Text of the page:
Clinicians face unique challenges when identifying SLD in children who speak a dialect of English, are bilingual, or are learning English as a second language. Distinguishing difference from disorder requires familiarity with the rules of the spoken dialect, awareness of typical dual language acquisition from birth, and understanding of the sequential process of second language acquisition. For children who speak a non-standard dialect of English, special consideration is given to the influence of the rules of that dialect on assessment measures, which are typically based on standard American English. Results are not valid, if the norming sample of an assessment is not representative of the child being assessed.
Some linguistic characteristics of dual language learning (simultaneous bilingualism) and second language (L2) acquisition (sequential bilingualism) may be the same as those of monolingual children with language impairment.
There is little research/information regarding bilingualism and the broader scope of spoken language disorders, as defined in this Portal page. However, a number of studies have identified potential areas of overlap between second language learners and monolingual children with SLI—one type of spoken language disorder:
- similar morphosyntactic profiles (Paradis & Crago, 2000, 2004),
- reduced processing efficiency (Windsor & Kohnert, 2004),
- superficial impairment in vocabulary development—when combined vocabularies in both languages are not taken into account (Paradis, Genesee, & Crago, 2011).
Bilingualism is not a cause of language impairment. Typical processes of bilingualism, such as code-mixing, will be seen in bilingual children who have SLI (Gutiérrez-Clellen, Simon-Cereijido, & Leone, 2009). Language dominance may vary across the different domains of language—for example, dominance in L1 in receptive language and dominance in L2 expressively. This also may shift over time relative to environmental linguistic demands. See
bilingual service delivery, and
phonemic inventories across languages for assistance in distinguishing difference from disorder.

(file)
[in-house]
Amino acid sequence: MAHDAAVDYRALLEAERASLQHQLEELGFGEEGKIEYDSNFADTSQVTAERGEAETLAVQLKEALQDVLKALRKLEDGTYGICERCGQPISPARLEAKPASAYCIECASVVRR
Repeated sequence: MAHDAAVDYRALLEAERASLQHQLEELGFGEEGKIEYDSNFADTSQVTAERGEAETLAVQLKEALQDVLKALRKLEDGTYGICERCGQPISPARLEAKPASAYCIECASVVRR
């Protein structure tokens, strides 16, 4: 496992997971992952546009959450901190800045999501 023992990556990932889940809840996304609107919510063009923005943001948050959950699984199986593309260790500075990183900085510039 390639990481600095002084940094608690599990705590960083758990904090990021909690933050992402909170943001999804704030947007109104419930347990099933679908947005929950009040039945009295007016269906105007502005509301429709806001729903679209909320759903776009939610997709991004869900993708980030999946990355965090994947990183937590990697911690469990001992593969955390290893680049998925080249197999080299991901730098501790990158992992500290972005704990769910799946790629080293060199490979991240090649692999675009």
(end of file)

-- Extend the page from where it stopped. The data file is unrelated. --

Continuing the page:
Disproportionality of Identification
Given the overlap in linguistic characteristics of children during typical bilingual language acquisition and those of monolingual children with language impairment and the reliance on standard measures that are based on rules of standard American English for diagnosis, there is a disproportionate number of linguistically diverse children (e.g., those who speak English as a second language or a dialect of English) who have been (and likely continue to be) identified with speech-language impairment in the school setting. Non-normed (criterion) measures, ethnographic interviewing, and
dynamic assessment procedures are fundamental to differentiating a difference from a disorder. Children who have been identified with a difference and not a disorder are not eligible for publicly funded speech-language pathology services.
In the schools, children and adolescents with SLD should be eligible for speech-language services, due to the pervasive nature of language impairment, regardless of cognitive abilities or performance on standardized testing. As mandated by the Individuals with Disabilities Education Improvement Act (IDEA, 2004), categorically applying a priori criteria (e.g., discrepancies between cognitive abilities and communication functioning, chronological age, or diagnosis) in making decisions on eligibility for services is not consistent with the law and IDEA regulations. Also see National Joint Committee for the Communication Needs of Persons With Severe Disabilities (2002) for information related to a priori criteria.
For more information about eligibility for services in the schools, see
eligibility and dismissal in schools,
IDEA Part B Issue Brief: Individualized Education Programs and Eligibility for Services , and
2011 IDEA Part C Final Regulations.
The practice of cognitive referencing, or denying individuals with disabilities access to communication services and supports because their language skills are determined to be commensurate with their cognitive skills, purports that a language delay warrants intervention only when language skill development lags behind cognitive skill development.
Concerns regarding the use of cognitive referencing include
- the relationship between language and cognition is neither straightforward nor static,
- tests purporting to assess cognitive and linguistic performance often measure the same fundamental skills,
- assessments typically used for deriving cognitive/language profiles yield sizable variation in discrepancy determinations,
- children with impaired cognitive and language skills that are commensurate would not receive the diagnosis of language impairment or the associated language services they need.
Common Core State Standards
The Common Core State Standards (CCSS) are internationally benchmarked learning standards being implemented in most states across the country. The standards constitute a framework of knowledge and skills thought necessary to prepare students to enter college and the work force.
Students who have language disorders may require specialized instruction and support to access the CCSS, because language skills are addressed across subject areas and the English Language Arts standards focus on the use of language for communication and academic success. See
common core state standards: a resource for SLPs for information and guidance on integrating the CCSS into intervention for students with language disorders.